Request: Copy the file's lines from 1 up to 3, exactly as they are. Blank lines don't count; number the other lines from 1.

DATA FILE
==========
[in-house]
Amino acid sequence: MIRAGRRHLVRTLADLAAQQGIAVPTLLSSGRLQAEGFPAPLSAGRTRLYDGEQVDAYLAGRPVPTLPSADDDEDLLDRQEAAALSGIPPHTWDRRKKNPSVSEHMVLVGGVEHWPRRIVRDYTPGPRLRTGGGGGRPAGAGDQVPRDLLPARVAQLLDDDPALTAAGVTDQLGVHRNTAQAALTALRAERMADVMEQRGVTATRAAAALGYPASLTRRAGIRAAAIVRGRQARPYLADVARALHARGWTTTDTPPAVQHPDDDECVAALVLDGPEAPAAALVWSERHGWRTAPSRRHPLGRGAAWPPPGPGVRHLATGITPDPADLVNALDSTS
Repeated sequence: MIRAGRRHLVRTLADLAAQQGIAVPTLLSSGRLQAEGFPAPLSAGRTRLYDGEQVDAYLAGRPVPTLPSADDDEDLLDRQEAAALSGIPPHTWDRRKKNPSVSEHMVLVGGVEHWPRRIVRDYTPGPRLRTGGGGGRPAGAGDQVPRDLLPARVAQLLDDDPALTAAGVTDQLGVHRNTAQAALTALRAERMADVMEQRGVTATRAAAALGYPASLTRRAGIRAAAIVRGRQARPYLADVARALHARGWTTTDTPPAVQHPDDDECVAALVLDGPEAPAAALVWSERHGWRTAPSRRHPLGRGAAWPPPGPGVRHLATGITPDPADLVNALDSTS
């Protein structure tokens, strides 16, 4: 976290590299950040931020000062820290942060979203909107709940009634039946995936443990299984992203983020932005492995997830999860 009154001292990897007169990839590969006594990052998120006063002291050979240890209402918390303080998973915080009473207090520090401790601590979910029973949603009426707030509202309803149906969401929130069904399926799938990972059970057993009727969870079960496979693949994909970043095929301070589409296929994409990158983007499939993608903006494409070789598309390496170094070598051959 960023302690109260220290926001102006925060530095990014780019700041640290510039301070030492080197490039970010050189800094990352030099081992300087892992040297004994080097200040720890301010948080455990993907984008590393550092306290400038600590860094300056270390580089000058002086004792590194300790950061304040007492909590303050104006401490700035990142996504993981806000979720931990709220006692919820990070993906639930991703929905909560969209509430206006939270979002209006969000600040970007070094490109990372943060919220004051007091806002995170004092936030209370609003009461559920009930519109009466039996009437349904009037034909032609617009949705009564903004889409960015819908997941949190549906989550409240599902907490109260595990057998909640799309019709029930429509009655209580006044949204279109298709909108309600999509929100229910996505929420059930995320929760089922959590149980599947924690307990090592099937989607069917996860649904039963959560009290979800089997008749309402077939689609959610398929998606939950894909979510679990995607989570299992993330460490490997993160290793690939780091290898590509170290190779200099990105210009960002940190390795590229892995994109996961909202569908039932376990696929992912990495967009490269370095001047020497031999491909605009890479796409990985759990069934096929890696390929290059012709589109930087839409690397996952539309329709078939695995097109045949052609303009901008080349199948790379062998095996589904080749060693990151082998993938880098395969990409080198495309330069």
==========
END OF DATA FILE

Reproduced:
[in-house]
Amino acid sequence: MIRAGRRHLVRTLADLAAQQGIAVPTLLSSGRLQAEGFPAPLSAGRTRLYDGEQVDAYLAGRPVPTLPSADDDEDLLDRQEAAALSGIPPHTWDRRKKNPSVSEHMVLVGGVEHWPRRIVRDYTPGPRLRTGGGGGRPAGAGDQVPRDLLPARVAQLLDDDPALTAAGVTDQLGVHRNTAQAALTALRAERMADVMEQRGVTATRAAAALGYPASLTRRAGIRAAAIVRGRQARPYLADVARALHARGWTTTDTPPAVQHPDDDECVAALVLDGPEAPAAALVWSERHGWRTAPSRRHPLGRGAAWPPPGPGVRHLATGITPDPADLVNALDSTS
Repeated sequence: MIRAGRRHLVRTLADLAAQQGIAVPTLLSSGRLQAEGFPAPLSAGRTRLYDGEQVDAYLAGRPVPTLPSADDDEDLLDRQEAAALSGIPPHTWDRRKKNPSVSEHMVLVGGVEHWPRRIVRDYTPGPRLRTGGGGGRPAGAGDQVPRDLLPARVAQLLDDDPALTAAGVTDQLGVHRNTAQAALTALRAERMADVMEQRGVTATRAAAALGYPASLTRRAGIRAAAIVRGRQARPYLADVARALHARGWTTTDTPPAVQHPDDDECVAALVLDGPEAPAAALVWSERHGWRTAPSRRHPLGRGAAWPPPGPGVRHLATGITPDPADLVNALDSTS